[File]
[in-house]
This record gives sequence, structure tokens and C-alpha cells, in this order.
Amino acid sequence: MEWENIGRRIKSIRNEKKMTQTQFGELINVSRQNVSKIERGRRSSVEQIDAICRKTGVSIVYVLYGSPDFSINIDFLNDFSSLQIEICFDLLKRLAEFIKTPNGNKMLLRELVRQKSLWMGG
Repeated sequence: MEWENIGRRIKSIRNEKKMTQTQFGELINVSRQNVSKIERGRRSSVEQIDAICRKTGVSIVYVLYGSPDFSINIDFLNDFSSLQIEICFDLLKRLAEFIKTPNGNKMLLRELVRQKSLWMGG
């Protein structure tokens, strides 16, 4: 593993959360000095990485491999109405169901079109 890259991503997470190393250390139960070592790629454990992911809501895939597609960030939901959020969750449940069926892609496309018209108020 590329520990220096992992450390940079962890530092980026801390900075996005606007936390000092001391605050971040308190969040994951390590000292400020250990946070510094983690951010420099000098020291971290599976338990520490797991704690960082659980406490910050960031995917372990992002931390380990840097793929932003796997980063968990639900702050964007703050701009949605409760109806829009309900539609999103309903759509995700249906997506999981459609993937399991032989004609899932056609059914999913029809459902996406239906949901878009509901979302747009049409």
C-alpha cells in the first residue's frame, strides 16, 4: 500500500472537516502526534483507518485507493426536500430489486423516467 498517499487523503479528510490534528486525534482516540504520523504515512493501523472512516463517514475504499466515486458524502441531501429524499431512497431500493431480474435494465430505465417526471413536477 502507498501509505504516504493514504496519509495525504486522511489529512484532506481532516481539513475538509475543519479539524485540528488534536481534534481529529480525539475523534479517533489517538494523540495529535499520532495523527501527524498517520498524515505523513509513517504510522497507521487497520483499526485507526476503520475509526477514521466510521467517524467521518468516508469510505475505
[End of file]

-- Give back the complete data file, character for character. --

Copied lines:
[in-house]
This record gives sequence, structure tokens and C-alpha cells, in this order.
Amino acid sequence: MEWENIGRRIKSIRNEKKMTQTQFGELINVSRQNVSKIERGRRSSVEQIDAICRKTGVSIVYVLYGSPDFSINIDFLNDFSSLQIEICFDLLKRLAEFIKTPNGNKMLLRELVRQKSLWMGG
Repeated sequence: MEWENIGRRIKSIRNEKKMTQTQFGELINVSRQNVSKIERGRRSSVEQIDAICRKTGVSIVYVLYGSPDFSINIDFLNDFSSLQIEICFDLLKRLAEFIKTPNGNKMLLRELVRQKSLWMGG
């Protein structure tokens, strides 16, 4: 593993959360000095990485491999109405169901079109 890259991503997470190393250390139960070592790629454990992911809501895939597609960030939901959020969750449940069926892609496309018209108020 590329520990220096992992450390940079962890530092980026801390900075996005606007936390000092001391605050971040308190969040994951390590000292400020250990946070510094983690951010420099000098020291971290599976338990520490797991704690960082659980406490910050960031995917372990992002931390380990840097793929932003796997980063968990639900702050964007703050701009949605409760109806829009309900539609999103309903759509995700249906997506999981459609993937399991032989004609899932056609059914999913029809459902996406239906949901878009509901979302747009049409």
C-alpha cells in the first residue's frame, strides 16, 4: 500500500472537516502526534483507518485507493426536500430489486423516467 498517499487523503479528510490534528486525534482516540504520523504515512493501523472512516463517514475504499466515486458524502441531501429524499431512497431500493431480474435494465430505465417526471413536477 502507498501509505504516504493514504496519509495525504486522511489529512484532506481532516481539513475538509475543519479539524485540528488534536481534534481529529480525539475523534479517533489517538494523540495529535499520532495523527501527524498517520498524515505523513509513517504510522497507521487497520483499526485507526476503520475509526477514521466510521467517524467521518468516508469510505475505